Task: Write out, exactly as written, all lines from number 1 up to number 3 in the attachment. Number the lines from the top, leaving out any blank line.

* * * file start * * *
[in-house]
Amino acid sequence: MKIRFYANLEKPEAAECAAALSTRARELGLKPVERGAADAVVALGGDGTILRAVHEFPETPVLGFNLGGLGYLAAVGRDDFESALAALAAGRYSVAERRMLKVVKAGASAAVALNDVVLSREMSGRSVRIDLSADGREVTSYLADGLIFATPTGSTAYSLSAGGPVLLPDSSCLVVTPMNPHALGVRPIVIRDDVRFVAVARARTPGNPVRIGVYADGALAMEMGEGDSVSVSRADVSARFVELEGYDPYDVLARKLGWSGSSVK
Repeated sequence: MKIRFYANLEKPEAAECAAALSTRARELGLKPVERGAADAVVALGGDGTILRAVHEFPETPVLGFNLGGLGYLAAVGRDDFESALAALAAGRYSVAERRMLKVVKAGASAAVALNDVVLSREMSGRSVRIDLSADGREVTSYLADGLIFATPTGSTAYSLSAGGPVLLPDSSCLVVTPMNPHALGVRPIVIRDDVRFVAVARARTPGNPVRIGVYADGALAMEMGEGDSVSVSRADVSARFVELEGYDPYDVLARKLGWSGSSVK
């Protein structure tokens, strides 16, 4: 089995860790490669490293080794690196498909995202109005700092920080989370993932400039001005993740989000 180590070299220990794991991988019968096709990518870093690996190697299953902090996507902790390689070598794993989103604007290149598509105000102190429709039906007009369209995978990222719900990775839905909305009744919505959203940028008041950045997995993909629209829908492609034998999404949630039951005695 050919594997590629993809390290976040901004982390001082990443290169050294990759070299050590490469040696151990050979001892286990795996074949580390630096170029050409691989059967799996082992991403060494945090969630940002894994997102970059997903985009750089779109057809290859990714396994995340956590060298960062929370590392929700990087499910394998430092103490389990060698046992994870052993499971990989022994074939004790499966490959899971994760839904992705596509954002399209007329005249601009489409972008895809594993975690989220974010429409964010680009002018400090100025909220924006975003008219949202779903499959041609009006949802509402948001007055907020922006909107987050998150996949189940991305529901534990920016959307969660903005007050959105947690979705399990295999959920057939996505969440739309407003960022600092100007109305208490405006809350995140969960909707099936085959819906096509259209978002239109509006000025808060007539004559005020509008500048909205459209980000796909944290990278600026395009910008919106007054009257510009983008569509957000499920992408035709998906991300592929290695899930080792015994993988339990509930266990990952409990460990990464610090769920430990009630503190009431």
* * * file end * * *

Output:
[in-house]
Amino acid sequence: MKIRFYANLEKPEAAECAAALSTRARELGLKPVERGAADAVVALGGDGTILRAVHEFPETPVLGFNLGGLGYLAAVGRDDFESALAALAAGRYSVAERRMLKVVKAGASAAVALNDVVLSREMSGRSVRIDLSADGREVTSYLADGLIFATPTGSTAYSLSAGGPVLLPDSSCLVVTPMNPHALGVRPIVIRDDVRFVAVARARTPGNPVRIGVYADGALAMEMGEGDSVSVSRADVSARFVELEGYDPYDVLARKLGWSGSSVK
Repeated sequence: MKIRFYANLEKPEAAECAAALSTRARELGLKPVERGAADAVVALGGDGTILRAVHEFPETPVLGFNLGGLGYLAAVGRDDFESALAALAAGRYSVAERRMLKVVKAGASAAVALNDVVLSREMSGRSVRIDLSADGREVTSYLADGLIFATPTGSTAYSLSAGGPVLLPDSSCLVVTPMNPHALGVRPIVIRDDVRFVAVARARTPGNPVRIGVYADGALAMEMGEGDSVSVSRADVSARFVELEGYDPYDVLARKLGWSGSSVK